An open letter to Geneva’s Mayor, Councilors and City Manager:

We are writing in reference to the City’s planned return to the winter parking rules as announced by Ms. Gerling in her report at the end of the last Council meeting. The rules refer to alternate sides of the street parking where signs indicate such and no parking at all overnight on streets where alternate side parking is not allowed. This restriction is to be in effect every night from Dec. 1 to April 1. Such restrictions had been waived by Council vote for the past two years.

We are opposed to a return to the code on several levels.

1. The code was most likely instituted when winters were more severe and texting was not a universal exercise. Currently we may have 20 out of 120 calendar days when snow is accumulated and the DPW needs access to both sides of the road. To force residents, who have chosen to live here, to daily move their cars for no specific reason one-third of the year is antiquated, burdensome and unfriendly.

2. It is discriminatory. Geneva City housing was built over approximately 200 years. Many homes or apartments were built before car ownership was standard. Decades later most families owned one car. In the older sections of our City primarily below Nursery Avenue, in Wards 1, 2 and 3, parts of 4,and Wards 5 and 6 driveways are extremely narrow, add-ons, and in some cases non-existent. Now for many families or roommates two cars per household is the norm.

Not until the newer homes on the Ridgewood, West High, Greenbriar, Sprucewoods did ample off-street parking become a part of the house design. The original landowner of the Maxwell Avenue area mandated large lots in the sale of his tract so driveways in that area are adequate, some even double wide! We have diverse housing which adds to our depth as a City and choices for incoming home purchasers. But why must a good portion of our citizenry move their car(s) simply because of the location of their home?

3. We have to assume that almost everyone has been a part of a household where each night and/or morning members had to jockey cars so the first one to leave is nearest the street. Do you remember the groans or “not my turn” protests? Our City wishes to impose this on families after a long day at work or assisting their children in virtual learning. Really?

4. One of the reasons given for returning to the above plan is because it is a source of revenue. This line of thinking is hurtful and not justifiable. Essentially the City is implementing nightly restrictive parking with a hidden agenda hoping that its residents will not abide by it and that they can then be given a ticket to make money for the City coffers!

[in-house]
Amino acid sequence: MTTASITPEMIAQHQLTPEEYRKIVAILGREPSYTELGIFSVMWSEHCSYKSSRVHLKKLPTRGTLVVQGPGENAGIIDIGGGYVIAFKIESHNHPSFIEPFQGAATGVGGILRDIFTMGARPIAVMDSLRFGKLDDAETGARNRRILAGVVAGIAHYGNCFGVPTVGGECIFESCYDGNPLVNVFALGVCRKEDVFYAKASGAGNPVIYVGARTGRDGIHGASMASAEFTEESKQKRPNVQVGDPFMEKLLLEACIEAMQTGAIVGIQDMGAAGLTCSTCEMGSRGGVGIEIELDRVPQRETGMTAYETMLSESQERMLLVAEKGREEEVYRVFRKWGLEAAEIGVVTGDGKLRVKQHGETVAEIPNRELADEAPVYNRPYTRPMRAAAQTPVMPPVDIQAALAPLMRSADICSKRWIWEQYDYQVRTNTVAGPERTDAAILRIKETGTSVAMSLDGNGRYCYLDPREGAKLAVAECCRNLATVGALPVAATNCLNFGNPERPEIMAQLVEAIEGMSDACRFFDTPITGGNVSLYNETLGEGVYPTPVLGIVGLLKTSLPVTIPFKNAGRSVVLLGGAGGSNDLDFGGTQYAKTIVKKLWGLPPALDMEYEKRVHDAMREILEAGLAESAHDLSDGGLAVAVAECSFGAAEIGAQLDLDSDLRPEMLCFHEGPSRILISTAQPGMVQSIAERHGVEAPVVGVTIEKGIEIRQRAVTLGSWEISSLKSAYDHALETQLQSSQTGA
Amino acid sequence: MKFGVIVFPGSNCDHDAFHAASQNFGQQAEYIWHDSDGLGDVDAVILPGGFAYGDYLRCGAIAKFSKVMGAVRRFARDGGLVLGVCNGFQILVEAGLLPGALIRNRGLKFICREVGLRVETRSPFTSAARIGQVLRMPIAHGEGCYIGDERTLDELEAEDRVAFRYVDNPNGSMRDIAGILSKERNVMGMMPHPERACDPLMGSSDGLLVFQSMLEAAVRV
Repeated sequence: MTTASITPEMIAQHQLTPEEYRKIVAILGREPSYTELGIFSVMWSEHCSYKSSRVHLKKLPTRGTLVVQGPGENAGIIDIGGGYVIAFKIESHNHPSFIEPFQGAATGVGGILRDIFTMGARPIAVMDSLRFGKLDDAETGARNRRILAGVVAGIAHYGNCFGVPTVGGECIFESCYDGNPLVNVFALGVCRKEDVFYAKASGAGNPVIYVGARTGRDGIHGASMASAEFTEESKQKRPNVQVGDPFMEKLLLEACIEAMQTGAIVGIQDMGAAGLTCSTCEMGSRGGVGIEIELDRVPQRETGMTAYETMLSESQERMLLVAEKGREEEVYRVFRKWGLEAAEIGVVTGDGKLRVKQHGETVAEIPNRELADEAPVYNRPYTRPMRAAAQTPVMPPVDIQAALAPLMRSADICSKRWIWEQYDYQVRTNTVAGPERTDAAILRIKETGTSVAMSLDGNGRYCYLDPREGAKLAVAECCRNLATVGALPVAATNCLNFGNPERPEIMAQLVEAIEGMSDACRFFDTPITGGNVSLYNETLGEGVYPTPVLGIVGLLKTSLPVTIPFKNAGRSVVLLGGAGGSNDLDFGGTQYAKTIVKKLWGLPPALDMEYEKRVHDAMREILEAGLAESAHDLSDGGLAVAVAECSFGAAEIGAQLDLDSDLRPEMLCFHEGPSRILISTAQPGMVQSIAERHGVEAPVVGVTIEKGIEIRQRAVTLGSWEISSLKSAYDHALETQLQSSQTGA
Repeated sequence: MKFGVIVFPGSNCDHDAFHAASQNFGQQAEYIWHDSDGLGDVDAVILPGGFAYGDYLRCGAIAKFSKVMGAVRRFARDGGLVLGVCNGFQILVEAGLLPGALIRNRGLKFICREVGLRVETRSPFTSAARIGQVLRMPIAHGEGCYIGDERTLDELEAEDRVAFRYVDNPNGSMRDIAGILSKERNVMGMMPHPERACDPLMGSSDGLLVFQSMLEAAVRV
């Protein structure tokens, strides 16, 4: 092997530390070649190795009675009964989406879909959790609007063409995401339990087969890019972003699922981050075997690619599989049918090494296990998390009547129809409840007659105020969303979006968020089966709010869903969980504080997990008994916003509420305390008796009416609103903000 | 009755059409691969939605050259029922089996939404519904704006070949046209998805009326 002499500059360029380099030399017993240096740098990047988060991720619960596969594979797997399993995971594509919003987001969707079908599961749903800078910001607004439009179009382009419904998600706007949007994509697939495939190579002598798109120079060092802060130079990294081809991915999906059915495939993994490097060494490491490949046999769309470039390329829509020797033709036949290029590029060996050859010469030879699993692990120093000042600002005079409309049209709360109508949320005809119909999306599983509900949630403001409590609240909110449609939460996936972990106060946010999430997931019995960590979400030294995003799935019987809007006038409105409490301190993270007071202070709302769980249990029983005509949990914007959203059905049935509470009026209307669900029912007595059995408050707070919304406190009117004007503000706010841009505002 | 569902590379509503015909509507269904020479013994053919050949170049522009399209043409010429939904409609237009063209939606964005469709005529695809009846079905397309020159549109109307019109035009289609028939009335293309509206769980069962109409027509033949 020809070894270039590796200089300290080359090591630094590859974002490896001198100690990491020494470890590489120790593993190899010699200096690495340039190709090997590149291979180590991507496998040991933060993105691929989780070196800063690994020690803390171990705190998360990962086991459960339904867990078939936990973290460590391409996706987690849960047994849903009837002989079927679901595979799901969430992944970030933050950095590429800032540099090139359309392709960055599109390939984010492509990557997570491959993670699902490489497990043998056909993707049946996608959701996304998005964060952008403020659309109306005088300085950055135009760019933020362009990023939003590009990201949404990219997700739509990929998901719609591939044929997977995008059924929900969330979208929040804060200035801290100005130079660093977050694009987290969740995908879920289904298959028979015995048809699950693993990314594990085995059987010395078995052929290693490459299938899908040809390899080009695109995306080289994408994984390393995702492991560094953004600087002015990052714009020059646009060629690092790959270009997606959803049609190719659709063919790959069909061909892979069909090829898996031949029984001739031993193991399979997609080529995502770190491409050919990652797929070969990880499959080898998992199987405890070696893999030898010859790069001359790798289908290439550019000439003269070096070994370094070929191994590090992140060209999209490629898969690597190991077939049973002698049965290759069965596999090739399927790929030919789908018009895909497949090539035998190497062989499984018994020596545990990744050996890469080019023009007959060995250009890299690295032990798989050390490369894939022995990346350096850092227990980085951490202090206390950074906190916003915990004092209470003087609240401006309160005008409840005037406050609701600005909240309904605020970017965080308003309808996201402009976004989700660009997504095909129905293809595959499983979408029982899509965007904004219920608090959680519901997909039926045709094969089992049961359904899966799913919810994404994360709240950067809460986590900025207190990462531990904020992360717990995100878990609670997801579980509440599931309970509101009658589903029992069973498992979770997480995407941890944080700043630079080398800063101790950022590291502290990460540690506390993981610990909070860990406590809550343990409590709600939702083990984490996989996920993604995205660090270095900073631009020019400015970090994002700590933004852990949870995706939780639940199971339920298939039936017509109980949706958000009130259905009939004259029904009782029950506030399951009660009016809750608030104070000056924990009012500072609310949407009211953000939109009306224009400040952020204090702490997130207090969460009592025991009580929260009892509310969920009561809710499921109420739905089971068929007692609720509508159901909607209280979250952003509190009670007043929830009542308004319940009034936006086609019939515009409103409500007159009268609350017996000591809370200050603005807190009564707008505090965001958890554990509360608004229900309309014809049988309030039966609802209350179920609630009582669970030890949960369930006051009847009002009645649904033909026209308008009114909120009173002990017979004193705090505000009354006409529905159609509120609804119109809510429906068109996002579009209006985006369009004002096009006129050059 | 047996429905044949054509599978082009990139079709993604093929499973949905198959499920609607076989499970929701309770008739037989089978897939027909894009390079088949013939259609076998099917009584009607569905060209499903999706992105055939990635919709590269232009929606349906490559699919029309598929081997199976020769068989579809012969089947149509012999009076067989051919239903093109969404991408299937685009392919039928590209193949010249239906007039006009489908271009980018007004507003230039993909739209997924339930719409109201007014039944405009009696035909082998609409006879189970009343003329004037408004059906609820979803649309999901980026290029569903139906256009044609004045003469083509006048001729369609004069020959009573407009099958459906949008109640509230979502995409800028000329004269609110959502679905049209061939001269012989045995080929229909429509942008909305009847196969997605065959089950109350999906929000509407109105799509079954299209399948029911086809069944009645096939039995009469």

5. The police whose department Council wishes to reduce must be the messengers of the reenacted code. How unfair to them. Every night the officers will have to cover every street and issue a ticket to every car owner who did not move his/her car. Now you might say it doesn’t have to be every street every night. In a way that would fit into a hidden agenda. Residents would start playing Russian roulette and hope that the police do not come down their street that night or get too busy to cover a street. In the end more cars would be caught and tickets written. Again discriminatory. If we leave our car on Pulteney Street one night and get a ticket, our first question will be did the people on Lyceum and Humbert get tickets? If not that is unequal implementation of the law. One cannot be guilty on one street and not another. So every street every night.

The parking codes are obsolete and unwelcoming. I have to think Council wants people to want to live here. Much is being done to bring businesses to our City and rightfully so. But those businesses need customers. If it becomes too hard to live here, people won’t.

Let’s modernize. Let’s continue to grow as a dynamic city, building a further sense of community. With proper advertisement, education, perhaps with the help of our neighborhood associations we can make the texting program a success. Everyone is grateful to the work carried out by the DPW, especially when we hear them in the middle of the night plowing our roads. And yes, they must not be blocked from achieving their task efficiently. Technology has made our lives easier in so many ways. Let’s embrace it when it can enhance our lives and not shirk from it.

We respectfully ask that the current Council vote to remove the former winter parking restrictions from City code, to adopt permanently the texting practice of the past two years and then update City code to reflect such.

Thank you for reading this long missive.


Eileen and Tim Buckley

Eileen and Tim Buckley live on Washington Street in the city of Geneva.

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